China's major party congress is set to grant Xi Jinping a 3rd term. And that's not all
BEIJING — China's ruling Communist Party kicks off a national congress on Sunday, the 20th in its 101-year history.
Xi Jinping, China's top leader, is widely expected to secure another five-year term as party boss and commander-in-chief of the military.
How the rest of the chips fall remains to be seen, and could offer hints about Xi's power and priorities.
What exactly is a party congress?
The party congress is the "highest leading body" of the Chinese Communist Party, according to the country's constitution.
In reality, it's a rubber stamp for an elite coterie of party grandees and their affiliates, which meets once every five years.
The congress is made up of a delegation of some 2,300 party members from every corner of the country and normally lasts about six days.
The group is carefully curated to include people from all walks of life, a wide range of professions, and each of China's ethnic groups. It is designed to confer legitimacy on the outcomes of the congress.
What's going to happen during this congress?
While the party congress will not lay out specific new policies, it will offer important guidance about China's future.
Early in the congress, Xi will deliver a long speech akin to the State of the Union address in the United States. It will provide an official summation of how the party leadership thinks things have gone for China over the past five years, and articulate policy priorities for the future.
Analysts say there will likely be guidance about the direction of economic reform.
Many are also hoping for hints about how much longer China's "zero COVID" policy — including aggressive lockdowns and testing and tight border controls — might remain in place.
Will there be new leadership?
Near the end of the event, the congress will pick a new Central Committee, which comprises about 200 full members and 180 alternates.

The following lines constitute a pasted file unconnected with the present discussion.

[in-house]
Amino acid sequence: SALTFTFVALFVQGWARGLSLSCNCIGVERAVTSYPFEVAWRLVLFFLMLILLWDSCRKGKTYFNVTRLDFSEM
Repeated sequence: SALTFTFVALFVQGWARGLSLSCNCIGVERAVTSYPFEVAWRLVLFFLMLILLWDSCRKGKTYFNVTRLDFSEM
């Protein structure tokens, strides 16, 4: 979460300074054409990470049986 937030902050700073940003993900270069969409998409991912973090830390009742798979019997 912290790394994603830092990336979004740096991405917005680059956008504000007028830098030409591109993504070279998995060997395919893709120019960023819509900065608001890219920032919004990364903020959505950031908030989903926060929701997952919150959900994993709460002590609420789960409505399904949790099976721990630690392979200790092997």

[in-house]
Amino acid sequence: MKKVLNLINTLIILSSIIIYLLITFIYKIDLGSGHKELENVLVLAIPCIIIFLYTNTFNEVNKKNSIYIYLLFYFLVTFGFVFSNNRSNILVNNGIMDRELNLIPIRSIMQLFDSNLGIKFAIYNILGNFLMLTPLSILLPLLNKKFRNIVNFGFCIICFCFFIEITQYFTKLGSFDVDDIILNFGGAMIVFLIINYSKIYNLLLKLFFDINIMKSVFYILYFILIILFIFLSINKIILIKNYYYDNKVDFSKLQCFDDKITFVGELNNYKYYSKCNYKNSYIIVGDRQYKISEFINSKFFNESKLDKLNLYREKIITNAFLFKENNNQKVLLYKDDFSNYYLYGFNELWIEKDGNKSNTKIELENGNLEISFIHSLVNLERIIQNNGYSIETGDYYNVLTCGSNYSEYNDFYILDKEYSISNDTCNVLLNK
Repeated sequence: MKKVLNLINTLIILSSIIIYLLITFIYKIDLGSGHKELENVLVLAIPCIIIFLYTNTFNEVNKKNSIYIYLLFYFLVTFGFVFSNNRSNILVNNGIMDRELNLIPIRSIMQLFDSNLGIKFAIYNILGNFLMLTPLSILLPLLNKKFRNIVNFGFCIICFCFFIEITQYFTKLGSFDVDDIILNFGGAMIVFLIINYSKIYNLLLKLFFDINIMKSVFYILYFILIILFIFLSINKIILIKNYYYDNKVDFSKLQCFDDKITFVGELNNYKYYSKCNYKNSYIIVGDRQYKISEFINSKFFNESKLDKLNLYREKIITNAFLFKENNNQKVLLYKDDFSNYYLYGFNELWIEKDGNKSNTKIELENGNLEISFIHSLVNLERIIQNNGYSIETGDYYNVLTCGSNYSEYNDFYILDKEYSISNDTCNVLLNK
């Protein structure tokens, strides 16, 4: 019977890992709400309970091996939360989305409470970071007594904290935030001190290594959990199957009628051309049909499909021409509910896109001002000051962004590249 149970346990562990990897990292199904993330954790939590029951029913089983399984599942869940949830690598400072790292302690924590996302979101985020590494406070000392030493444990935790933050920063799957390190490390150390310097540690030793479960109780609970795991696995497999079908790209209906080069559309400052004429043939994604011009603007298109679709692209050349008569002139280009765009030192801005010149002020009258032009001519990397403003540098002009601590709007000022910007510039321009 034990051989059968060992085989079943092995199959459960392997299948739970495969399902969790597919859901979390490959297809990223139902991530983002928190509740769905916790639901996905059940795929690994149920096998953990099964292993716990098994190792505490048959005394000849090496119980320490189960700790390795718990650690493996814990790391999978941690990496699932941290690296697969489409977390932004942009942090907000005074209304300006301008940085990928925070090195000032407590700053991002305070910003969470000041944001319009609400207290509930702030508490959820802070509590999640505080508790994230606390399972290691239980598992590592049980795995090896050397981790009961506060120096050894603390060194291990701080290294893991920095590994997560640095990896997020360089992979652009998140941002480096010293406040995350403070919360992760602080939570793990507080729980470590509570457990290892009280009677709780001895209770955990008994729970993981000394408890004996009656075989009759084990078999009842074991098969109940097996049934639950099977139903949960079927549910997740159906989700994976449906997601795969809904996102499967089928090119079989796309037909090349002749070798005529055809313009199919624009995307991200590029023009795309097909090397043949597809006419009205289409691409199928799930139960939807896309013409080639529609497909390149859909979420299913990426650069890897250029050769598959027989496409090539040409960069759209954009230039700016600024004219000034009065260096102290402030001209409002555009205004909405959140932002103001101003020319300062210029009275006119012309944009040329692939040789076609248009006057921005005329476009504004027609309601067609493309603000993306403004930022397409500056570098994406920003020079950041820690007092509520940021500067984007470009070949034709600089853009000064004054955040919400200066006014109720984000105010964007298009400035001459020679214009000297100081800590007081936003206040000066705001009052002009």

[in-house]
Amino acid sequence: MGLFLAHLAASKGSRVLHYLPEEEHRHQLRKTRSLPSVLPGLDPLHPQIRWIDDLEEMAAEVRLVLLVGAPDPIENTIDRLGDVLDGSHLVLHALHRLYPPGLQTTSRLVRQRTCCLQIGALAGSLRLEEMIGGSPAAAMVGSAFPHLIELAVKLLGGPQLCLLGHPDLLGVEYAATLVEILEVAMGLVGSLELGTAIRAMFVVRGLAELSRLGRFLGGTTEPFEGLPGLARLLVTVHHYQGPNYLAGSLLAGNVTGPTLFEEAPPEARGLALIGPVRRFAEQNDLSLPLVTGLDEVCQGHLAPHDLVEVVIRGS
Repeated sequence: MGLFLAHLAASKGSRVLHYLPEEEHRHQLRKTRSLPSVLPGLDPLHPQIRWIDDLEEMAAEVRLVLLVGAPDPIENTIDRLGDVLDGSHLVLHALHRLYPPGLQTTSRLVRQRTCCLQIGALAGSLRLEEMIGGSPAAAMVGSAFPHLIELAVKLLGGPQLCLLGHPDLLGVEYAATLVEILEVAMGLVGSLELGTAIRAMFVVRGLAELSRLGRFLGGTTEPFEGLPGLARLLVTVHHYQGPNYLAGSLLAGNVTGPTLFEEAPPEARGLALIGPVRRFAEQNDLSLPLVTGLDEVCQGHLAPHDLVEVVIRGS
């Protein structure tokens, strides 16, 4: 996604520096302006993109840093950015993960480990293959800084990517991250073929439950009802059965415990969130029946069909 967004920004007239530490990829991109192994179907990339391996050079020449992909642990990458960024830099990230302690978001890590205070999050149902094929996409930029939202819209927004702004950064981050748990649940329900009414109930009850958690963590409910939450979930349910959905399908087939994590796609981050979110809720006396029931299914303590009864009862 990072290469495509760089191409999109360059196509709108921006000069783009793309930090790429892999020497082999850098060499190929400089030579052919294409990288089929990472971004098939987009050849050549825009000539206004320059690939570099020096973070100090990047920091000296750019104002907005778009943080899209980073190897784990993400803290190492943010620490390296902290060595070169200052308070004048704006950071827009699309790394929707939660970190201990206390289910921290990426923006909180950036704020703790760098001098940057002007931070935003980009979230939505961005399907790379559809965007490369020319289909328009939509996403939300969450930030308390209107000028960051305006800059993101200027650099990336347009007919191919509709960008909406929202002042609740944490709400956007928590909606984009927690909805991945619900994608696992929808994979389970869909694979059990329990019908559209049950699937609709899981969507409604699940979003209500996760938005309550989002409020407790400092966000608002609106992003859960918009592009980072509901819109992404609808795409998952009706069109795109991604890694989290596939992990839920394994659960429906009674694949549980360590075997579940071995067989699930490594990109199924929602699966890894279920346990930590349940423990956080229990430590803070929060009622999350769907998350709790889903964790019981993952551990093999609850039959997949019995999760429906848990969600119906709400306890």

These are the top officials in the country — the heads of provinces, key state-owned enterprises and government ministries.
Shortly after the party congress ends, the Central Committee will hold its first plenum to select a Politburo (the top 20-25 officials), a Politburo Standing Committee (the top seven to nine leaders), and a general secretary (the boss).
Analysts say Xi is expected to be anointed for a third term as general secretary. (Xi is also China's president, a government role that will not change at this party congress.)
Why is it a big deal if Xi Jinping gets another term?
There are no term limits for general secretary, but in recent decades the norm has been for leaders to step down after two five-year terms and pass the reins to a younger generation.
By all accounts, 69-year-old Xi does not intend to do that. He consolidated power quickly after coming into office in 2012, eliminated political rivals through a ruthless anti-corruption campaign.
If — or when — he gets a third term as party chief, as expected, he will be in a prime position to drive his policy agenda even further. That could include expanding the party's reach in Chinese society, making the country more self-sufficient and less dependent on the West, boosting China's influence and power projection abroad, and working toward the possible annexation of Taiwan.
Who will succeed Xi Jinping then?
A key question mark hanging over the congress is succession.
"He will serve the third term, but then people are like, well, what about five years from now? What about ten years from now? Is there ever going to be a plan to have a successor to Xi Jinping?" said Victor Shih, an expert on Chinese politics and finance at the University of California, San Diego.
By convention, potential successors should have been promoted into the Politburo Standing Committee, or at least the Politburo, at the last party congress, five years ago, but none were.
Young officials will make it into the Central Committee, and potentially the Politburo, this time around.
But it is unclear if any will be elevated into positions to be considered likely successors to Xi.
Emily Feng contributed reporting.
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